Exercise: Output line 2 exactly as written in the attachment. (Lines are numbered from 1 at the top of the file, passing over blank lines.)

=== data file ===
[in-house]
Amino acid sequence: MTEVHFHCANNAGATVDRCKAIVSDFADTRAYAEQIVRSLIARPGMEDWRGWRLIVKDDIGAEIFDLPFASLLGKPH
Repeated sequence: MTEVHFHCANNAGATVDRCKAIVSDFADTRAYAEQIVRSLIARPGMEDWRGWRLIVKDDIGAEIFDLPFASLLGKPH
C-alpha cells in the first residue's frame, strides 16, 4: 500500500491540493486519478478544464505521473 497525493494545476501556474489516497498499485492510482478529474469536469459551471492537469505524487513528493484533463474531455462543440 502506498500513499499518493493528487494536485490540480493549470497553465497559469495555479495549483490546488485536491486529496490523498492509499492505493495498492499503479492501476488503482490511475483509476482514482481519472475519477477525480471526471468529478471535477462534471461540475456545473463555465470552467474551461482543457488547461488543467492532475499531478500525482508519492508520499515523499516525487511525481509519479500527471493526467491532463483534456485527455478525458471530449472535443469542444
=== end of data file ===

Amino acid sequence: MTEVHFHCANNAGATVDRCKAIVSDFADTRAYAEQIVRSLIARPGMEDWRGWRLIVKDDIGAEIFDLPFASLLGKPH